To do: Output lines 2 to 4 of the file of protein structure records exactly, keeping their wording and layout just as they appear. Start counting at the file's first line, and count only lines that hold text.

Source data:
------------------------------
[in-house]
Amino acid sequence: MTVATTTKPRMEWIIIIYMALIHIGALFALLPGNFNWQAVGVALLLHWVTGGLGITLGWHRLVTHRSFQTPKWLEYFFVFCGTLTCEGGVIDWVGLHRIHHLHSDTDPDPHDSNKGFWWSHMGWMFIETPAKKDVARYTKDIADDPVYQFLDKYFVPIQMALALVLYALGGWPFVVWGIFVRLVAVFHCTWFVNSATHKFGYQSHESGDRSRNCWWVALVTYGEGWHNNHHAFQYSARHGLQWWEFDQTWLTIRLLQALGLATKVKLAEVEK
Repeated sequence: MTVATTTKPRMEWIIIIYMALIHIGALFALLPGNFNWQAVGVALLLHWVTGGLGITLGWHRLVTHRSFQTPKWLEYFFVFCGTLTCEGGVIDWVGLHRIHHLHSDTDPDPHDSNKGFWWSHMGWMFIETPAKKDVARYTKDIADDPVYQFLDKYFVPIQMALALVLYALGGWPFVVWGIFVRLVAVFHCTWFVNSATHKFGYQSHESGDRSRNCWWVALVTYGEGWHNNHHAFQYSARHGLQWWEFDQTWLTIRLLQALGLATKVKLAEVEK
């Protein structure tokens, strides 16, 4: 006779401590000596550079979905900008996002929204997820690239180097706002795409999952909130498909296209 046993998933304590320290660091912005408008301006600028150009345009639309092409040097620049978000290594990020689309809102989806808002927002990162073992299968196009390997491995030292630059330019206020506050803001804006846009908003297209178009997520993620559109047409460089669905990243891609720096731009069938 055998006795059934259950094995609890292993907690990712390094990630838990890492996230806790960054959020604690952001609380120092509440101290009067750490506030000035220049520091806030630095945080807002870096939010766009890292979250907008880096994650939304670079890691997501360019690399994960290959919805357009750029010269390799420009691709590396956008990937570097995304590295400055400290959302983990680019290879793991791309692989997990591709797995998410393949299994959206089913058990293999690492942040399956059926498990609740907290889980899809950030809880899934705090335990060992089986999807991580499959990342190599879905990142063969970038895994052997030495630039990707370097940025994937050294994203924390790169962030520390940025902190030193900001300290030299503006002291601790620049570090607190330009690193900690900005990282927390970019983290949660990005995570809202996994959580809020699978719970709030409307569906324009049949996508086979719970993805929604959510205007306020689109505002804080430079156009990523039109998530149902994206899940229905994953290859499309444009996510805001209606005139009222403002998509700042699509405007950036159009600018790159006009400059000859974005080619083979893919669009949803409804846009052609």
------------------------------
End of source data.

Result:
Amino acid sequence: MTVATTTKPRMEWIIIIYMALIHIGALFALLPGNFNWQAVGVALLLHWVTGGLGITLGWHRLVTHRSFQTPKWLEYFFVFCGTLTCEGGVIDWVGLHRIHHLHSDTDPDPHDSNKGFWWSHMGWMFIETPAKKDVARYTKDIADDPVYQFLDKYFVPIQMALALVLYALGGWPFVVWGIFVRLVAVFHCTWFVNSATHKFGYQSHESGDRSRNCWWVALVTYGEGWHNNHHAFQYSARHGLQWWEFDQTWLTIRLLQALGLATKVKLAEVEK
Repeated sequence: MTVATTTKPRMEWIIIIYMALIHIGALFALLPGNFNWQAVGVALLLHWVTGGLGITLGWHRLVTHRSFQTPKWLEYFFVFCGTLTCEGGVIDWVGLHRIHHLHSDTDPDPHDSNKGFWWSHMGWMFIETPAKKDVARYTKDIADDPVYQFLDKYFVPIQMALALVLYALGGWPFVVWGIFVRLVAVFHCTWFVNSATHKFGYQSHESGDRSRNCWWVALVTYGEGWHNNHHAFQYSARHGLQWWEFDQTWLTIRLLQALGLATKVKLAEVEK
């Protein structure tokens, strides 16, 4: 006779401590000596550079979905900008996002929204997820690239180097706002795409999952909130498909296209 046993998933304590320290660091912005408008301006600028150009345009639309092409040097620049978000290594990020689309809102989806808002927002990162073992299968196009390997491995030292630059330019206020506050803001804006846009908003297209178009997520993620559109047409460089669905990243891609720096731009069938 055998006795059934259950094995609890292993907690990712390094990630838990890492996230806790960054959020604690952001609380120092509440101290009067750490506030000035220049520091806030630095945080807002870096939010766009890292979250907008880096994650939304670079890691997501360019690399994960290959919805357009750029010269390799420009691709590396956008990937570097995304590295400055400290959302983990680019290879793991791309692989997990591709797995998410393949299994959206089913058990293999690492942040399956059926498990609740907290889980899809950030809880899934705090335990060992089986999807991580499959990342190599879905990142063969970038895994052997030495630039990707370097940025994937050294994203924390790169962030520390940025902190030193900001300290030299503006002291601790620049570090607190330009690193900690900005990282927390970019983290949660990005995570809202996994959580809020699978719970709030409307569906324009049949996508086979719970993805929604959510205007306020689109505002804080430079156009990523039109998530149902994206899940229905994953290859499309444009996510805001209606005139009222403002998509700042699509405007950036159009600018790159006009400059000859974005080619083979893919669009949803409804846009052609």